In Ohio, school choice combined with intense, holistic investment in students—including work-study programs—is producing incredible results in an impoverished population. Cristo Rey Columbus High School, like the 28 others in the Catholic Cristo Rey network, serves only low-income students; 83 percent of its currently enrolled students qualify for the school lunch program. Its class of 2014 had a graduation rate of 100 percent, and over the past few years, 90 percent of graduates have enrolled in college. They go on to graduate from college at rates twice as high as those normally achieved by students of the same socio-economic background. How does Cristo Ray do it? The Atlantic reports:
Cristo Rey found a creative way to fund most of the tuition. First, in Columbus, $5000 per student per year is potentially available from Ohio’s school-choice voucher program; if a student’s home school is designated as a “failing school,” that money can “follow the student” to a school of choice. Right now, 59 percent of Cristo Rey Columbus students are voucher eligible, a number the school expects will rise once the troubled Columbus City School system completes its audit and more schools will likely be classified as “failing.” […]Now enters the second piece of the business model, the hallmark Cristo Rey Professional Work Study Program. Each student works five days per month (one day a week, and two days every fourth week) at a paid position in one of Columbus’s partner companies or institutions. Student earnings, about $6500 per year, are applied directly toward tuition. Unmet differences come from donations, fundraising, grants, etc.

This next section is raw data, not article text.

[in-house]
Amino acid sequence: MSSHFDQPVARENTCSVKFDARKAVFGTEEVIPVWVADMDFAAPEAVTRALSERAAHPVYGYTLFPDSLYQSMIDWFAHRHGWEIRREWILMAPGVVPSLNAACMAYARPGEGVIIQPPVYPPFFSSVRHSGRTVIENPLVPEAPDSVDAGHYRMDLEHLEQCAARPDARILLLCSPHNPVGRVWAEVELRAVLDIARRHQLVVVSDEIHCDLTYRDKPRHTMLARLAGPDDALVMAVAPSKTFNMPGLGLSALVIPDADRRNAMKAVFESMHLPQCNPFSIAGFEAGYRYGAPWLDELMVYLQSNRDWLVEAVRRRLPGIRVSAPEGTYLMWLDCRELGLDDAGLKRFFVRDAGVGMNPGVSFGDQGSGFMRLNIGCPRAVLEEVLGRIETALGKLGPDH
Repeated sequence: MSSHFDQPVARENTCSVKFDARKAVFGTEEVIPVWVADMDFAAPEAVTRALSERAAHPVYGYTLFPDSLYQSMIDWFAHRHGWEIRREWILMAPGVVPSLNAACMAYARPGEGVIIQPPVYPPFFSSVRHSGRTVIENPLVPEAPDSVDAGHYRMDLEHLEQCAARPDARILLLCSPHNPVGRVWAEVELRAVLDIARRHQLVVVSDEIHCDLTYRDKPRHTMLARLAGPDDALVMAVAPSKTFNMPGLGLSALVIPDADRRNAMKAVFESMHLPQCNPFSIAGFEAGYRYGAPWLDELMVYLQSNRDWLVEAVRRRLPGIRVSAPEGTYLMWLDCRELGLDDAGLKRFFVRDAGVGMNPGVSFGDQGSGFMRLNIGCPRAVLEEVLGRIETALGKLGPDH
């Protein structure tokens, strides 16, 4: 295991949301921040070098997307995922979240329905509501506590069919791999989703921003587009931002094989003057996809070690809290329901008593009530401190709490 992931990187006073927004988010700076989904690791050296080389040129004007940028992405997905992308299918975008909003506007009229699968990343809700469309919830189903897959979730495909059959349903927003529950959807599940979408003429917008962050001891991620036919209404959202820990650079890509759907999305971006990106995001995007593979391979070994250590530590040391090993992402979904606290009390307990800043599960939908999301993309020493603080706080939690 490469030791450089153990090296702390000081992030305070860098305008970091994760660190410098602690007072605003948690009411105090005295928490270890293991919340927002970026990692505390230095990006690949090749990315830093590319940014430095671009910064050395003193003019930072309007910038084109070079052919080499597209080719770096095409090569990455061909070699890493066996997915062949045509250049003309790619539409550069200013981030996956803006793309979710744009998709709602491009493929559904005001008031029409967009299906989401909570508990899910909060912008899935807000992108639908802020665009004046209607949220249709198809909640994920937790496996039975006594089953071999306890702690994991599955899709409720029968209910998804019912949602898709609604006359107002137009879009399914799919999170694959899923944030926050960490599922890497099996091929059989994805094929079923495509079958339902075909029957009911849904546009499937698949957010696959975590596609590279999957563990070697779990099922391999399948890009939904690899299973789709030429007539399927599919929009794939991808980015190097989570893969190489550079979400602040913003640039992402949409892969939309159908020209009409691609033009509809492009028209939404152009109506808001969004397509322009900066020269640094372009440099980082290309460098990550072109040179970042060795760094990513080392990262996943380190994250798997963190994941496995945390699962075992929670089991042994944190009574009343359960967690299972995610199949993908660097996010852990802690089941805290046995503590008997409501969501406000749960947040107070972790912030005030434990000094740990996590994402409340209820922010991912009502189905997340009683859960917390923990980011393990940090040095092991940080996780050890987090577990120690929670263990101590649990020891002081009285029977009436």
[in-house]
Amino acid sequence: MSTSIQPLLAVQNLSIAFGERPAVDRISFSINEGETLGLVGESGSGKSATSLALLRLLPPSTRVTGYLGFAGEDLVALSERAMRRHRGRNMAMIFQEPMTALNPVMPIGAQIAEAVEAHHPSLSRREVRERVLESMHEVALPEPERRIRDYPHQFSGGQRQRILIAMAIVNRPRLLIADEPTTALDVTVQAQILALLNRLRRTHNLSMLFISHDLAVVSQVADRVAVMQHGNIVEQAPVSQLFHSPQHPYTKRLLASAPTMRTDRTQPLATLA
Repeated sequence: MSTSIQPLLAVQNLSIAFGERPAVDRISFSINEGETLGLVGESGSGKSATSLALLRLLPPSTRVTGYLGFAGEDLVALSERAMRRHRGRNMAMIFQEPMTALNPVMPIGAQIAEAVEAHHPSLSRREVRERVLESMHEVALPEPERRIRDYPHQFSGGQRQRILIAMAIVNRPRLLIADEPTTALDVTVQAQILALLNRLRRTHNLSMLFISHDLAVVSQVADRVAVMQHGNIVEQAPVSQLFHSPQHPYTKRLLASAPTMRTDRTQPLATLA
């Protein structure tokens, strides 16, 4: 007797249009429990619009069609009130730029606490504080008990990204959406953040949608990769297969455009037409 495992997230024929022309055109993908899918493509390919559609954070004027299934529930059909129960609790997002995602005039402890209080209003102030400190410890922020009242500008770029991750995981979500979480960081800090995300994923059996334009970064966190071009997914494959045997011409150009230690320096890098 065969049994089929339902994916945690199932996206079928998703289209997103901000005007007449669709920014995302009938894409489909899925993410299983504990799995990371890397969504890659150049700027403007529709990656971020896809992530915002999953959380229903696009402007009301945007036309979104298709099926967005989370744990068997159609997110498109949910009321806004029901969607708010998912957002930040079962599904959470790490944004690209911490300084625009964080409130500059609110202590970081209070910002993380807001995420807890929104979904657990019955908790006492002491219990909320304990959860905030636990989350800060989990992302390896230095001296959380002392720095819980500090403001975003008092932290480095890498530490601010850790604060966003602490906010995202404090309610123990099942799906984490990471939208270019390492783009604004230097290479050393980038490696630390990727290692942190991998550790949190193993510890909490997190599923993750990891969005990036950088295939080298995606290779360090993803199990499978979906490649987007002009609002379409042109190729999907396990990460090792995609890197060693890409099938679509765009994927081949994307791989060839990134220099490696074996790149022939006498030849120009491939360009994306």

The school complements these financial strategies with partnerships with local service providers: a hospital in the area provides the kids with preventive care each Friday, while a cluster of other services like financial planning classes for parents as well as students help impart skills the whole family will need to succeed and have a chance at some kind of mobility. Meanwhile, the students gain valuable work experience in apprenticeships or internships that can help them get jobs after graduation. It’s an inspiring model—and much of it made possible by school choice. Read the whole thing to get a sense of what successful education reform on the high-school level could look like.